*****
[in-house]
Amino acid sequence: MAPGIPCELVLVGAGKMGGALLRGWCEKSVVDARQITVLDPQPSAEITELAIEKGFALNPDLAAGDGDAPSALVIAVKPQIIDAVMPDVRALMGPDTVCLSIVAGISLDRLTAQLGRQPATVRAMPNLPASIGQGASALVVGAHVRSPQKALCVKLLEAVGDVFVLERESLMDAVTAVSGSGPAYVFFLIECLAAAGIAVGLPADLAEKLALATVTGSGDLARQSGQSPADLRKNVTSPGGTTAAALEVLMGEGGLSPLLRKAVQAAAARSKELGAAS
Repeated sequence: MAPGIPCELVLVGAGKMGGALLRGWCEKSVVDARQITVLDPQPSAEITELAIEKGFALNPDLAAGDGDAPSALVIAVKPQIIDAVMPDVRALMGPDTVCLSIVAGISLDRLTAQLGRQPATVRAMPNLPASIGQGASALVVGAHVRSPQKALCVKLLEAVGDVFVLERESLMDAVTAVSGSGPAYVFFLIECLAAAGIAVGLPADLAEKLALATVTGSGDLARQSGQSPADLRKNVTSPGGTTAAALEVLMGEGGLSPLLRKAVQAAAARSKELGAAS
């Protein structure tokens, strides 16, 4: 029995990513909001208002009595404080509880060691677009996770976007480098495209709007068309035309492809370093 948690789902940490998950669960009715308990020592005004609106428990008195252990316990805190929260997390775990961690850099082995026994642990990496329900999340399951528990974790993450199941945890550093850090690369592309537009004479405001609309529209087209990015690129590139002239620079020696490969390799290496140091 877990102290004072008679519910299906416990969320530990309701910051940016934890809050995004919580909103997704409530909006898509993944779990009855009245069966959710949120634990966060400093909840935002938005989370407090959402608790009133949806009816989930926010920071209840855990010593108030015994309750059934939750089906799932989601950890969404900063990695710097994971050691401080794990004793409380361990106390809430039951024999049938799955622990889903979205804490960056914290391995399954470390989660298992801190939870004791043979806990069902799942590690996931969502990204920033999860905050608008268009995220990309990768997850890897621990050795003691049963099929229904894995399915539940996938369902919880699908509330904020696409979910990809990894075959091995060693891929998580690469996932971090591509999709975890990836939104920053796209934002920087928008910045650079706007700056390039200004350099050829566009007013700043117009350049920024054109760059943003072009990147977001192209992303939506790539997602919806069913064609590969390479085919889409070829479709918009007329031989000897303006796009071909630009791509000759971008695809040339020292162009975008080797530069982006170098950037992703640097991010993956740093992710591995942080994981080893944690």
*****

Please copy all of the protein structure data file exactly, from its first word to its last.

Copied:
[in-house]
Amino acid sequence: MAPGIPCELVLVGAGKMGGALLRGWCEKSVVDARQITVLDPQPSAEITELAIEKGFALNPDLAAGDGDAPSALVIAVKPQIIDAVMPDVRALMGPDTVCLSIVAGISLDRLTAQLGRQPATVRAMPNLPASIGQGASALVVGAHVRSPQKALCVKLLEAVGDVFVLERESLMDAVTAVSGSGPAYVFFLIECLAAAGIAVGLPADLAEKLALATVTGSGDLARQSGQSPADLRKNVTSPGGTTAAALEVLMGEGGLSPLLRKAVQAAAARSKELGAAS
Repeated sequence: MAPGIPCELVLVGAGKMGGALLRGWCEKSVVDARQITVLDPQPSAEITELAIEKGFALNPDLAAGDGDAPSALVIAVKPQIIDAVMPDVRALMGPDTVCLSIVAGISLDRLTAQLGRQPATVRAMPNLPASIGQGASALVVGAHVRSPQKALCVKLLEAVGDVFVLERESLMDAVTAVSGSGPAYVFFLIECLAAAGIAVGLPADLAEKLALATVTGSGDLARQSGQSPADLRKNVTSPGGTTAAALEVLMGEGGLSPLLRKAVQAAAARSKELGAAS
């Protein structure tokens, strides 16, 4: 029995990513909001208002009595404080509880060691677009996770976007480098495209709007068309035309492809370093 948690789902940490998950669960009715308990020592005004609106428990008195252990316990805190929260997390775990961690850099082995026994642990990496329900999340399951528990974790993450199941945890550093850090690369592309537009004479405001609309529209087209990015690129590139002239620079020696490969390799290496140091 877990102290004072008679519910299906416990969320530990309701910051940016934890809050995004919580909103997704409530909006898509993944779990009855009245069966959710949120634990966060400093909840935002938005989370407090959402608790009133949806009816989930926010920071209840855990010593108030015994309750059934939750089906799932989601950890969404900063990695710097994971050691401080794990004793409380361990106390809430039951024999049938799955622990889903979205804490960056914290391995399954470390989660298992801190939870004791043979806990069902799942590690996931969502990204920033999860905050608008268009995220990309990768997850890897621990050795003691049963099929229904894995399915539940996938369902919880699908509330904020696409979910990809990894075959091995060693891929998580690469996932971090591509999709975890990836939104920053796209934002920087928008910045650079706007700056390039200004350099050829566009007013700043117009350049920024054109760059943003072009990147977001192209992303939506790539997602919806069913064609590969390479085919889409070829479709918009007329031989000897303006796009071909630009791509000759971008695809040339020292162009975008080797530069982006170098950037992703640097991010993956740093992710591995942080994981080893944690």